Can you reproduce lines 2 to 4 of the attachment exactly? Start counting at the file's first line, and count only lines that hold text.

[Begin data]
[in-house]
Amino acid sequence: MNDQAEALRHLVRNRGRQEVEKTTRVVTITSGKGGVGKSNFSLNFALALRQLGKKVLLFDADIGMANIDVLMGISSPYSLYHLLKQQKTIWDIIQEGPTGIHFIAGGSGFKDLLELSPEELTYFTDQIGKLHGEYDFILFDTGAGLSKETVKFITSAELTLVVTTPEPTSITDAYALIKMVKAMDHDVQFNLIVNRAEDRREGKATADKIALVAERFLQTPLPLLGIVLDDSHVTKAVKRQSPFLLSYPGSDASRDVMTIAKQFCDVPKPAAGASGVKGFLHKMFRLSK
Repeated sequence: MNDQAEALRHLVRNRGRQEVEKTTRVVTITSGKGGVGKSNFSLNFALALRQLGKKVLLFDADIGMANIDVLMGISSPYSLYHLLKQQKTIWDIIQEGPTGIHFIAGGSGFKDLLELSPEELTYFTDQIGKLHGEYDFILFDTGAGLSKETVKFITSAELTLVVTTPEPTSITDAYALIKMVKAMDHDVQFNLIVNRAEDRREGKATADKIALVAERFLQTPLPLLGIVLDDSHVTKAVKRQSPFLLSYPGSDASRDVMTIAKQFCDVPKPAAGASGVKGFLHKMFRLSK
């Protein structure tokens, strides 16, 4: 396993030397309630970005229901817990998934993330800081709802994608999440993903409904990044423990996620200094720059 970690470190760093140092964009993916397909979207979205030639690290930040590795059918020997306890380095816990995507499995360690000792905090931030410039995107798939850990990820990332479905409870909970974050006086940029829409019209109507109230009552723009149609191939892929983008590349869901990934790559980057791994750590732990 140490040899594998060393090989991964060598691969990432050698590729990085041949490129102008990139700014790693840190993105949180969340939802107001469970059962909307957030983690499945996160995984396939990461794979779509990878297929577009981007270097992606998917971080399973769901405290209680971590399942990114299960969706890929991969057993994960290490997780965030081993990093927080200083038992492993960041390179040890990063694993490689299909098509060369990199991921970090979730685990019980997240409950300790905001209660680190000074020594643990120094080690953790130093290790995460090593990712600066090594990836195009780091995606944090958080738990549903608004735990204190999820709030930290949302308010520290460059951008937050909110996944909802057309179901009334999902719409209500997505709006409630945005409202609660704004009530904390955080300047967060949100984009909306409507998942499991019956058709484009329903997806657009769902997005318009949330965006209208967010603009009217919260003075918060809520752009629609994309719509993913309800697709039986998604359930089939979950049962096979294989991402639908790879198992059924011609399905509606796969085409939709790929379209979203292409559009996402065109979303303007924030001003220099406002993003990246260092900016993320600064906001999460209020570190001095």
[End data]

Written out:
Amino acid sequence: MNDQAEALRHLVRNRGRQEVEKTTRVVTITSGKGGVGKSNFSLNFALALRQLGKKVLLFDADIGMANIDVLMGISSPYSLYHLLKQQKTIWDIIQEGPTGIHFIAGGSGFKDLLELSPEELTYFTDQIGKLHGEYDFILFDTGAGLSKETVKFITSAELTLVVTTPEPTSITDAYALIKMVKAMDHDVQFNLIVNRAEDRREGKATADKIALVAERFLQTPLPLLGIVLDDSHVTKAVKRQSPFLLSYPGSDASRDVMTIAKQFCDVPKPAAGASGVKGFLHKMFRLSK
Repeated sequence: MNDQAEALRHLVRNRGRQEVEKTTRVVTITSGKGGVGKSNFSLNFALALRQLGKKVLLFDADIGMANIDVLMGISSPYSLYHLLKQQKTIWDIIQEGPTGIHFIAGGSGFKDLLELSPEELTYFTDQIGKLHGEYDFILFDTGAGLSKETVKFITSAELTLVVTTPEPTSITDAYALIKMVKAMDHDVQFNLIVNRAEDRREGKATADKIALVAERFLQTPLPLLGIVLDDSHVTKAVKRQSPFLLSYPGSDASRDVMTIAKQFCDVPKPAAGASGVKGFLHKMFRLSK
């Protein structure tokens, strides 16, 4: 396993030397309630970005229901817990998934993330800081709802994608999440993903409904990044423990996620200094720059 970690470190760093140092964009993916397909979207979205030639690290930040590795059918020997306890380095816990995507499995360690000792905090931030410039995107798939850990990820990332479905409870909970974050006086940029829409019209109507109230009552723009149609191939892929983008590349869901990934790559980057791994750590732990 140490040899594998060393090989991964060598691969990432050698590729990085041949490129102008990139700014790693840190993105949180969340939802107001469970059962909307957030983690499945996160995984396939990461794979779509990878297929577009981007270097992606998917971080399973769901405290209680971590399942990114299960969706890929991969057993994960290490997780965030081993990093927080200083038992492993960041390179040890990063694993490689299909098509060369990199991921970090979730685990019980997240409950300790905001209660680190000074020594643990120094080690953790130093290790995460090593990712600066090594990836195009780091995606944090958080738990549903608004735990204190999820709030930290949302308010520290460059951008937050909110996944909802057309179901009334999902719409209500997505709006409630945005409202609660704004009530904390955080300047967060949100984009909306409507998942499991019956058709484009329903997806657009769902997005318009949330965006209208967010603009009217919260003075918060809520752009629609994309719509993913309800697709039986998604359930089939979950049962096979294989991402639908790879198992059924011609399905509606796969085409939709790929379209979203292409559009996402065109979303303007924030001003220099406002993003990246260092900016993320600064906001999460209020570190001095």